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7b. Arceuthobium campylopodum Engelmann subsp. abietinum (Engelmann) Nickrent, Phytoneuron. 2012-51: 9. 2012.

Fir dwarf mistletoe Fir dwarf mistletoe

Arceuthobium douglasii Engelmann var. abietinum Engelmann in W. H. Brewer et al., Bot. California 2: 106. 1880; Razoumofskya abietina (Engelmann) Abrams

Plants forming witches' brooms. Stems yellow, green, olive green, orange, brown, or red, 8(–22) cm; third internode 4–14(–23) × 1.5–2(–4) mm, dominant shoot 1.5–6 mm diam. at base. Staminate flowers 2.5 mm diam.; petals 3(–4). Fruits 4 × 2 mm.

Flowering Jul–Aug(–Sep); fruiting Sep–Oct. Coniferous forests generally with fir; 0–2700 m; Ariz., Calif., Nev., Oreg., Utah, Wash.; Mexico (Chihuahua).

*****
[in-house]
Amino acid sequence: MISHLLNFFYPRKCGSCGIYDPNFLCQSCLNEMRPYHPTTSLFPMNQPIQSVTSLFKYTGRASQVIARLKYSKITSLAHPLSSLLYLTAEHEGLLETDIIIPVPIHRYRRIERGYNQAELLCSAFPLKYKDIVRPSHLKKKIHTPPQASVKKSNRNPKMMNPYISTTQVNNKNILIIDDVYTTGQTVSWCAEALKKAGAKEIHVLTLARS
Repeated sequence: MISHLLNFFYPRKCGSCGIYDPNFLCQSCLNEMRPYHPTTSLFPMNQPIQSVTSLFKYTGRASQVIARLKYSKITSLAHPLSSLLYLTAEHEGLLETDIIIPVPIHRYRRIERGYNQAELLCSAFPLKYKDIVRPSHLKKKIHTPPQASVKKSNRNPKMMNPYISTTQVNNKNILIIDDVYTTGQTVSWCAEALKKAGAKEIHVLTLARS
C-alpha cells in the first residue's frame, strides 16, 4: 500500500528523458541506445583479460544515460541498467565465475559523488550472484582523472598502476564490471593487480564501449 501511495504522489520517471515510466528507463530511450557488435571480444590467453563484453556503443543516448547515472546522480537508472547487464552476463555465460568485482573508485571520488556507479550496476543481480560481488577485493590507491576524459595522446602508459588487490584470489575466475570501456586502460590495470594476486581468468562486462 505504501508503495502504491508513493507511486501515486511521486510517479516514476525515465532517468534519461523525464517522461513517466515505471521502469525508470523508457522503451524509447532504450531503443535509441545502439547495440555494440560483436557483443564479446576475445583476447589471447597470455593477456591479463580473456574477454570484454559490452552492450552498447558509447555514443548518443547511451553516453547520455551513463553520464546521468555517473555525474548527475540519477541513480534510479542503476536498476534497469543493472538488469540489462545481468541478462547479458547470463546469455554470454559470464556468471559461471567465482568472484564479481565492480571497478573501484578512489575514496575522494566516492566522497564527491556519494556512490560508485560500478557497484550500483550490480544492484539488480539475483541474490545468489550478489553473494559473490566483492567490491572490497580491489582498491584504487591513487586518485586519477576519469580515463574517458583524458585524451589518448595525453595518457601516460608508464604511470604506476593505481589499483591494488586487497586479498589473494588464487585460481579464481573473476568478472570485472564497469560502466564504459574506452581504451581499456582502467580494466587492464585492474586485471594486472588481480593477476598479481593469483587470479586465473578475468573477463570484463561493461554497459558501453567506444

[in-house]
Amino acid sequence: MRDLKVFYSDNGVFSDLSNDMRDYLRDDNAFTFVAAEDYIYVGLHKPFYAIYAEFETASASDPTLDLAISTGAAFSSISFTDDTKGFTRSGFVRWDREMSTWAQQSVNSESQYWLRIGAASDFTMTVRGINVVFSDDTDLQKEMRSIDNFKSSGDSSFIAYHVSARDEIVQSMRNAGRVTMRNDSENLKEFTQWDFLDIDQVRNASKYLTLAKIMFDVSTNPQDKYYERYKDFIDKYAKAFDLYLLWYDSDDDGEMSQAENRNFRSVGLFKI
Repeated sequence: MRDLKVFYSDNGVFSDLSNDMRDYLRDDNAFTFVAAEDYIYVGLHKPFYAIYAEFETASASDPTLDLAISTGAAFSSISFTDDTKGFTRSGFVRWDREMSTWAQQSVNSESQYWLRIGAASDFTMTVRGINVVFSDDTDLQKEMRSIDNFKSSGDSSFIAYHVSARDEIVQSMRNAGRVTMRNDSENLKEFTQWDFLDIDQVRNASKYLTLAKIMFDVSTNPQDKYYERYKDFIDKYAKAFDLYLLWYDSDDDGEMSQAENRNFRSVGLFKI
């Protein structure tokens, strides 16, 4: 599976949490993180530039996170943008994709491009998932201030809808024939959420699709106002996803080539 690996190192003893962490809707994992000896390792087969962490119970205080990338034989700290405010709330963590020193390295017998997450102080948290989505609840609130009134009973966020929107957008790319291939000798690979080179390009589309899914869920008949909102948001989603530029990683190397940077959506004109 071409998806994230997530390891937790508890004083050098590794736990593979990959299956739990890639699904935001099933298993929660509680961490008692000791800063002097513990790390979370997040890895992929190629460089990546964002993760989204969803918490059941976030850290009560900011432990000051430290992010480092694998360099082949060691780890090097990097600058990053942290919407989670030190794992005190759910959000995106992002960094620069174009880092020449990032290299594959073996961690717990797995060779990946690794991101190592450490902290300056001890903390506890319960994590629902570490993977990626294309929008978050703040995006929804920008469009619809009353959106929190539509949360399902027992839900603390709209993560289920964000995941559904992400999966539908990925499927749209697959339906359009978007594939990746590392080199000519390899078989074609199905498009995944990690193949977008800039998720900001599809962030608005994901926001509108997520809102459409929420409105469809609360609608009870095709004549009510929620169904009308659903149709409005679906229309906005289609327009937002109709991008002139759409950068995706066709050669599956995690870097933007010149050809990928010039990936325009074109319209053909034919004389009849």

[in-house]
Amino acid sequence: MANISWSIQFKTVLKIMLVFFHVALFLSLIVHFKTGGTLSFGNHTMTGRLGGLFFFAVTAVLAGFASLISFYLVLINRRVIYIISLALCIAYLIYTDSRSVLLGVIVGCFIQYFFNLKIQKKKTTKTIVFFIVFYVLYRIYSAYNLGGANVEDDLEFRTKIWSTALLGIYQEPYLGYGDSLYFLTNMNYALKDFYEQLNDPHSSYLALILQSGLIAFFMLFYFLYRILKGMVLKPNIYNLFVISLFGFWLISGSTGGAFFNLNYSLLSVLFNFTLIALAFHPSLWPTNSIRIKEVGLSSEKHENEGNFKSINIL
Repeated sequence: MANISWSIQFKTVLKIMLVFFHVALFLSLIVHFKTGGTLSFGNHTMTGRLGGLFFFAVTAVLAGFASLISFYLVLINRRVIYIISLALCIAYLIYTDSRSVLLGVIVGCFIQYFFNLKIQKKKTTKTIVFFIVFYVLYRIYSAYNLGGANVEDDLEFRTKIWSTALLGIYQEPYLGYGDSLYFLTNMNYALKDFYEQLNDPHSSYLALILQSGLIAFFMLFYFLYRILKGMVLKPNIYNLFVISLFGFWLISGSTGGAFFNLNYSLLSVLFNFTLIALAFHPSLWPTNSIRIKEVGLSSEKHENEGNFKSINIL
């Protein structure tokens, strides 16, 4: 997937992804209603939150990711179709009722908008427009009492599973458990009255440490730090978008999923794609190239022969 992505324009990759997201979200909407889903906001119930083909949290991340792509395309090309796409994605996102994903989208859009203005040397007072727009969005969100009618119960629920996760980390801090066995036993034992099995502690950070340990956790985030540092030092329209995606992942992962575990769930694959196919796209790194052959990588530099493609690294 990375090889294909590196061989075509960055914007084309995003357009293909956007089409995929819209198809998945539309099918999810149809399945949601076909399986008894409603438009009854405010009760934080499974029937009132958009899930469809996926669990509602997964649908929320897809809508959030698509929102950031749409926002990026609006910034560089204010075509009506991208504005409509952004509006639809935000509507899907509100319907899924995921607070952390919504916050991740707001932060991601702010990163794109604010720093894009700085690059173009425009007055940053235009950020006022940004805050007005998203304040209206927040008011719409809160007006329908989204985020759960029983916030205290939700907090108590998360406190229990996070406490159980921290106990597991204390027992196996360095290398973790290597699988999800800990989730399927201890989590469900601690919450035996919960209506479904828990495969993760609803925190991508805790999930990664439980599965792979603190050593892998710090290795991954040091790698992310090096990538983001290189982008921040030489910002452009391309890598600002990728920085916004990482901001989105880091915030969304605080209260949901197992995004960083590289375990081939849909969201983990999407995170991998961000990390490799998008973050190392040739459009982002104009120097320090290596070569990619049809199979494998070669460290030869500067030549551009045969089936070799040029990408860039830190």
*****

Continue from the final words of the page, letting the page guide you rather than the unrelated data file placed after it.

Meiosis occurs in July, with fruits maturing 13 to 14 months after pollination.

Subspecies abietinum includes forma speciales concoloris Hawksworth & Wiens, which parasitizes Abies concolor (white fir), and forma speciales magnificae Hawksworth & Wiens, which parasitizes A. magnifica (red fir). These forms were based upon inoculation studies showing that seeds of one form apparently will not infect the other's host species and vice versa (J. R. Parmeter and R. F. Scharpf 1963). Morphologically the two forms are extremely similar, with the former having a greater mean shoot height (10 versus 6 cm). The white fir dwarf mistletoe occurs throughout the above geographical range whereas red fir dwarf mistletoe is restricted to California and southwestern Oregon. In addition to the above two species of fir, Abies durangensis and A. grandis are principal hosts; secondary to rare hosts include A. lasiocarpa, Picea breweriana, Pinus ayacahuite, P. contorta, P. lambertiana, and P. monticola.


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